Some men dislike the lack of spontaneity associated with using medication or a vacuum device. In this case, our specialists may recommend a mechanical device called a penile prosthesis, which is implanted in the penis to create an erection-like state.
A penile prosthesis can be implanted in men with erectile dysfunction related to the symptoms of diabetes, vascular disease, and spinal cord injuries. There are two types of implants, neither of which change sensation in the skin of the penis or negatively affect a man’s ability to orgasm or ejaculate.
Malleable penile implants are mechanical devices that are surgically implanted in the penis to provide permanent firmness. A surgeon makes an incision near the base of the penis and creates an opening in the two long tubes of spongy tissue of the shaft. One semi-rigid rod is placed in each opening. The procedure, performed with anesthesia in the hospital, takes 30 to 60 minutes. Often, you can leave the hospital the day of surgery.
Following surgery, your doctor may advise you to avoid sexual activity for at least six weeks and may also prescribe pain medication as needed. These implants are always firm, making them more detectable in clothing than inflatable implants. This can be concealed by manually bending the implanted rods downward.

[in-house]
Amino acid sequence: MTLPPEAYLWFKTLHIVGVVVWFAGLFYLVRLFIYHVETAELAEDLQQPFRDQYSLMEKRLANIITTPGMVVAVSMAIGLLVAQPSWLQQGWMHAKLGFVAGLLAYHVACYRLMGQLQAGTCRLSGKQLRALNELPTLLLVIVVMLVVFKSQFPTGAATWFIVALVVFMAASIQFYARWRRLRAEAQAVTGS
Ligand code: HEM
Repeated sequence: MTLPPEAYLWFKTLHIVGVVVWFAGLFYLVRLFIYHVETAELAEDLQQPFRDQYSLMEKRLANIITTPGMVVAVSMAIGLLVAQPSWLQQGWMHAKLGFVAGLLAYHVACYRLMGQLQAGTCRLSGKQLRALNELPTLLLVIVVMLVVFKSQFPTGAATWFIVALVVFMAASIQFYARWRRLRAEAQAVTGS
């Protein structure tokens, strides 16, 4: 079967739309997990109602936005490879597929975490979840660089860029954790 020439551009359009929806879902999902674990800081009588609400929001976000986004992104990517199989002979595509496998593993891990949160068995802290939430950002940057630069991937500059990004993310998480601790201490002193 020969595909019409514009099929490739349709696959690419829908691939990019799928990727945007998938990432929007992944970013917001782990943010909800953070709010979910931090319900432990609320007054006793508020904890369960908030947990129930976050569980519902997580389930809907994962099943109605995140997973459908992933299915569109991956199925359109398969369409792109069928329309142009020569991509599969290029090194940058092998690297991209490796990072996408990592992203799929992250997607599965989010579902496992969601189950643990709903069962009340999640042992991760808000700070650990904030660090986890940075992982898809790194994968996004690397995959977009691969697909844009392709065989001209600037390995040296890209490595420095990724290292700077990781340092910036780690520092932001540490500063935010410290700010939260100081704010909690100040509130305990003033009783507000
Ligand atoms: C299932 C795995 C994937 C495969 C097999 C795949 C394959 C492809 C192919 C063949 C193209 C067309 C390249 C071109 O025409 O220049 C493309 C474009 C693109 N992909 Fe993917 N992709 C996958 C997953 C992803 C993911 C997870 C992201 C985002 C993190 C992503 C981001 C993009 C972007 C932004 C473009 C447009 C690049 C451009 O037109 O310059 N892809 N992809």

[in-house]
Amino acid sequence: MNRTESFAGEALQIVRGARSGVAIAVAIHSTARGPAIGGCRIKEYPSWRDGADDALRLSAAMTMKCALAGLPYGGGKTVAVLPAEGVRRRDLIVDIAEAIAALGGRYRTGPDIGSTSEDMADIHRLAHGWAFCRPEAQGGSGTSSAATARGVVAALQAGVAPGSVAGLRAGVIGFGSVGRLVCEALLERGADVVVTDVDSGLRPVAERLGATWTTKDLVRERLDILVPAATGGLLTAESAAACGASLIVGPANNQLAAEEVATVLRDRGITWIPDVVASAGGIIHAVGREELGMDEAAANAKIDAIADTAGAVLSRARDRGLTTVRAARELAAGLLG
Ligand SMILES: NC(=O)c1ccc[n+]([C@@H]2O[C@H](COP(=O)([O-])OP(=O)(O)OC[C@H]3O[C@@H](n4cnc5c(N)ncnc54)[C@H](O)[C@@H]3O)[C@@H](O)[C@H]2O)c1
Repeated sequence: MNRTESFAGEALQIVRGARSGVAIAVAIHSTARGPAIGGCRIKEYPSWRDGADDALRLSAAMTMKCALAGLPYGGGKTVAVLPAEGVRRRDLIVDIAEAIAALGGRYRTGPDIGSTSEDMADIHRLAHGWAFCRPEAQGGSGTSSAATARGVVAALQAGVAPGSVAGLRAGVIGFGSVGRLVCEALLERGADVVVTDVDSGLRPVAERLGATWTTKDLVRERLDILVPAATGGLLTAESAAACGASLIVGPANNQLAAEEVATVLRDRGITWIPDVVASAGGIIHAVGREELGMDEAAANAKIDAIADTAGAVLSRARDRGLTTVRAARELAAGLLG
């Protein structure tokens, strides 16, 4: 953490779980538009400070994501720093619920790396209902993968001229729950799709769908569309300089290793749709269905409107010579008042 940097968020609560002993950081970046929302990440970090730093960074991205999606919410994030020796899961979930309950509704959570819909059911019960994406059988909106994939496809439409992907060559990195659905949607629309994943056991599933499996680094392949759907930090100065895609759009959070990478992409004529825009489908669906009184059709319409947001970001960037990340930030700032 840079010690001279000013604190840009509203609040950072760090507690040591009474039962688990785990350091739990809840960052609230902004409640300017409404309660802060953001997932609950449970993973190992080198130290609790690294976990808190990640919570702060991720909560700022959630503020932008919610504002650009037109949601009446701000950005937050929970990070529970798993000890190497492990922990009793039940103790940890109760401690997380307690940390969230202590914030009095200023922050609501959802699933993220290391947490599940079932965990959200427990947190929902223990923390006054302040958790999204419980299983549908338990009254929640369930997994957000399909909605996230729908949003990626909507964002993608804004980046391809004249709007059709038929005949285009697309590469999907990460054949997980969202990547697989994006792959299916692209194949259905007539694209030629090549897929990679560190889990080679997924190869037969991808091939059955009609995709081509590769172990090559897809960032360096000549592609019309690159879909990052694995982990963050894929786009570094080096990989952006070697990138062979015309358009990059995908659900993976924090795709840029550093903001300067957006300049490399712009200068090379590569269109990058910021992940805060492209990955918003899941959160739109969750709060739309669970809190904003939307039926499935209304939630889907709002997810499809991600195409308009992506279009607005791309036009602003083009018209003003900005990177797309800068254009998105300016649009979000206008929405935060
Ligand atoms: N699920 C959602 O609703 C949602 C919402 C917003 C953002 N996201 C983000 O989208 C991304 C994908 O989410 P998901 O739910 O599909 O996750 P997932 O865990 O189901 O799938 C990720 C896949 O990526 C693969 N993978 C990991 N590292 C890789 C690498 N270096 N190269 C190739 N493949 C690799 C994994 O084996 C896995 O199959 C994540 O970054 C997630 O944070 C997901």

Inflatable penile implants can be inflated to create an erection-like state and then deflated after sexual intercourse, allowing for reliable, rigid, and spontaneous erections. In a one- to two-hour procedure, a surgeon installs the implant—which includes two inflatable cylinders, a reservoir, and a pump unit—into the penis and scrotum. Pressing on the area of the scrotum where the pump portion of the device is embedded allows fluid to flow from the reservoir implanted near the bladder, inflating the prosthesis and creating an erection-like state.
The surgical procedure to install the penile prosthesis requires anesthesia and four to six weeks of recuperation, during which your doctor may advise you to avoid sexual activity. Some men go home the day of surgery, although some may require extra monitoring and return home the next day. Pain medicine is prescribed as needed after the surgery.
Inflatable implants are mechanical devices and, as such, can break down eventually. If this occurs, surgery may be required to remove, repair, or replace them.